Ugandan government denies plan to revive its ‘Kill the Gays’ law amid global concern

Ugandan government denies plan to revive its ‘Kill the Gays’ law amid global concern

Uganda will not impose the death penalty for gay sex, a presidential spokesman has reportedly said, after major aid donors said they were monitoring a plan by the African nation to reintroduce a bill colloquially known as “Kill the Gays”.

Uganda’s Ethics and Integrity Minister Simon Lokodo previously said the government planned to reintroduce an anti-homosexuality bill in parliament within weeks to curb the spread of homosexuality in the east African nation.

Lokodo’s statement was widely reported across the world and international donors such as the European Union, World Bank, the United States and the Global Fund said they were monitoring the situation closely and stood by the rights of LGBT+ people.

A spokesperson for President Yoweri Museveni said the government has no plans to introduce the legislation, which would impose the death penalty for gay sex.

“There are no plans by the government to introduce a law like that,” Don Wanyama, President Museveni’s senior press secretary (pictured above) told the Thomson Reuters Foundation. “We have the penal code that already handles issues of unnatural sexual behaviour so there is no law coming up.”

Lokodo had said that the bill was about to be tabled in the largely conservative Christian country where gay sex is currently punishable with life imprisonment under British colonial law. This prompted major aid donors on Friday to voice concerns, and a government spokesman took to Twitter to deny any such plan.

When asked why Lokodo had made the statement, Wanyama said: “Ask him. I don’t know where he got this idea from. There is no plan by government to introduce a law of that nature.”

Lokodo said the bill – that was nullified five years ago on a technicality – was being resurrected and would be voted on by the end of the year.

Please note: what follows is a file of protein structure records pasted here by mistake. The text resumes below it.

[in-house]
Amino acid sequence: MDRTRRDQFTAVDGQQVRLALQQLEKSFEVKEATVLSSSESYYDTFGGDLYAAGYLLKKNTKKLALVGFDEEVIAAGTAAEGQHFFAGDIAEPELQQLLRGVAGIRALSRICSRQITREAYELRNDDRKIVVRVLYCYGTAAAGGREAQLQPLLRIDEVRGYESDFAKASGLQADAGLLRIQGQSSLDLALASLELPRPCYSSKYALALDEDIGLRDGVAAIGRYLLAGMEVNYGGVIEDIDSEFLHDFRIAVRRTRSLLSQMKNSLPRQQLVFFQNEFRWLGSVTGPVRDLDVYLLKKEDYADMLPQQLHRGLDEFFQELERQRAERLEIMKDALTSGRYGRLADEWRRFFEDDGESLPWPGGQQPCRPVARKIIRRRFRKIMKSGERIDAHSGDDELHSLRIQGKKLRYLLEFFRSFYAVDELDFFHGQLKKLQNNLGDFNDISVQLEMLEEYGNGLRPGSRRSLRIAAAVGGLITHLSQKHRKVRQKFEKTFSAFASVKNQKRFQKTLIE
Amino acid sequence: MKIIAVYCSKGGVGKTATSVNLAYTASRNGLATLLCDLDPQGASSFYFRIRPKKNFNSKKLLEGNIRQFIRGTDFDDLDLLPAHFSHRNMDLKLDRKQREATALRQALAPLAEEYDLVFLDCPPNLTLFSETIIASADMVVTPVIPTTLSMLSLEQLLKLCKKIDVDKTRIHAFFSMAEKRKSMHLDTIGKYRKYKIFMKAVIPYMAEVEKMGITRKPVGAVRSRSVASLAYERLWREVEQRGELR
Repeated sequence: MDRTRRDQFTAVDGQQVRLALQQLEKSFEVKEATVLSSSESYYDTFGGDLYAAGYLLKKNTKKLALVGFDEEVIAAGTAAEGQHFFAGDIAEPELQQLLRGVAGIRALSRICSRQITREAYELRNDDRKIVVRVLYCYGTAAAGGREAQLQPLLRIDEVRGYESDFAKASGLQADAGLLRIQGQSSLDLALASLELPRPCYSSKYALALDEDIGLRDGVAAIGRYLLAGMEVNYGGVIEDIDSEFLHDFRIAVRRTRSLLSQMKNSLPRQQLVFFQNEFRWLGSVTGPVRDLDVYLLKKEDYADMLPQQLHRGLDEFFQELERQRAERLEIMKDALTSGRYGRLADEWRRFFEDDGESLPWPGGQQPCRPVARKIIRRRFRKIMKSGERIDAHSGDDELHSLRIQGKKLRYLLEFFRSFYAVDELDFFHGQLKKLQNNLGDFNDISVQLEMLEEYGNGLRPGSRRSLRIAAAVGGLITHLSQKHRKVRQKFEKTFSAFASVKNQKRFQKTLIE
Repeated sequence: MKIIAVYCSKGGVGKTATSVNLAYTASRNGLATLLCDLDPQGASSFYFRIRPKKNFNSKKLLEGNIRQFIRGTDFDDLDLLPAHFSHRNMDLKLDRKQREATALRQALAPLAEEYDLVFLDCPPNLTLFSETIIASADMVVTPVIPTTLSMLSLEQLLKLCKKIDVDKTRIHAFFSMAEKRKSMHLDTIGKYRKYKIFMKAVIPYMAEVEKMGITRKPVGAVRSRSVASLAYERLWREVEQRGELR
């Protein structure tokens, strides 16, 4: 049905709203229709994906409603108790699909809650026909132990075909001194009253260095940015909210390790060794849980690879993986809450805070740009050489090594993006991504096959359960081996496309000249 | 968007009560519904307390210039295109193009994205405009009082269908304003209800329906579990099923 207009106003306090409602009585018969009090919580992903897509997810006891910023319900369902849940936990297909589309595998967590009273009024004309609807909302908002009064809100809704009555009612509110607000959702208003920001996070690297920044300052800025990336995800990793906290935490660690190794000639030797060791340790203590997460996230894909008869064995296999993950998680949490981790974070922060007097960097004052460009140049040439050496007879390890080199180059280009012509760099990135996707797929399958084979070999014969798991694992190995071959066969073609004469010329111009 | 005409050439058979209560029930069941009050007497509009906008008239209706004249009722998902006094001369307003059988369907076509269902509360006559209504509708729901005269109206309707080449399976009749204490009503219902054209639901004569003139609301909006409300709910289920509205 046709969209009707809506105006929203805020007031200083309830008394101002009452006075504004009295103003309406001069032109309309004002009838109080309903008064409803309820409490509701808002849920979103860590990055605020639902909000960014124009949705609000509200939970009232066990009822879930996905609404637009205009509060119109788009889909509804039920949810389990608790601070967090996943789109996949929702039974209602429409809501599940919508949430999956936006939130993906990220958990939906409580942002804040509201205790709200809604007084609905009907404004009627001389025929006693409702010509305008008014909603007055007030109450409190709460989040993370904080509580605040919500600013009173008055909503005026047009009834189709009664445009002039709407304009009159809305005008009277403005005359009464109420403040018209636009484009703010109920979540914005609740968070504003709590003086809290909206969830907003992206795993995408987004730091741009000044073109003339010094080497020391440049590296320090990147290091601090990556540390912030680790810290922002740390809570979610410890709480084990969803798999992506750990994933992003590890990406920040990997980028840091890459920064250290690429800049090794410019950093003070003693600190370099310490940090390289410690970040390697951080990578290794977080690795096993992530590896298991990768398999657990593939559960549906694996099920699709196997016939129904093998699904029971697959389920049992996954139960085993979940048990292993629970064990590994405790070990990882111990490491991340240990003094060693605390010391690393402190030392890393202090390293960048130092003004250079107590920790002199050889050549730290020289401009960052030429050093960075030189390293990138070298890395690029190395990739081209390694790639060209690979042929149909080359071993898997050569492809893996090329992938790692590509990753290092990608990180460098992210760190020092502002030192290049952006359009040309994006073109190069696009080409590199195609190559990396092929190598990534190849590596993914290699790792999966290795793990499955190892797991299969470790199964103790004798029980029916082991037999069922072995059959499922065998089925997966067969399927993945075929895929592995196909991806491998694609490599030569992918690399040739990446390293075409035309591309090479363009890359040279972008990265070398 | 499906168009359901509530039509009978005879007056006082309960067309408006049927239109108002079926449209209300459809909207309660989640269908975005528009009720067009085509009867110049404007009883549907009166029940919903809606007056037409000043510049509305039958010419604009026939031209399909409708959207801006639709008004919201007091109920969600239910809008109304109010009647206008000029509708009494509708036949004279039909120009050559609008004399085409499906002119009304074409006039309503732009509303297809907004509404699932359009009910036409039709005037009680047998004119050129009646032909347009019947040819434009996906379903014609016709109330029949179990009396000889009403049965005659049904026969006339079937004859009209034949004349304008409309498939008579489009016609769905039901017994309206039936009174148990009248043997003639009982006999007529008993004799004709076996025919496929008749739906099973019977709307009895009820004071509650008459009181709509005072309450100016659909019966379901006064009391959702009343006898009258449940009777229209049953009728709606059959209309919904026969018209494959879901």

“Our current penal law is limited. It only criminalises the act,” he said. “We want it made clear that anyone who is even involved in promotion and recruitment has to be criminalised. Those that do grave acts will be given the death sentence.”

African countries have some of the world’s most prohibitive laws governing homosexuality with same-sex relationships considered taboo and gay sex deemed a crime across most of the continent, with punishments ranging from imprisonment to death. Uganda is seen as one of the most difficult countries in Africa to be in a sexual minority with members of the LGBT community facing prejudice in getting jobs, renting housing or seeking medical care or education.

LGBT+ rights groups report that three gay men and one transgender woman had been killed in homophobic attacks in Uganda this year – the latest on October 4 when a gay man was bludgeoned to death. Rejected by their families and fearful for their lives, hundreds of LGBT+ Ugandans have fled over the last five years to seek refuge to countries such as neighbouring Kenya.

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    October 24, 09:43 Reply

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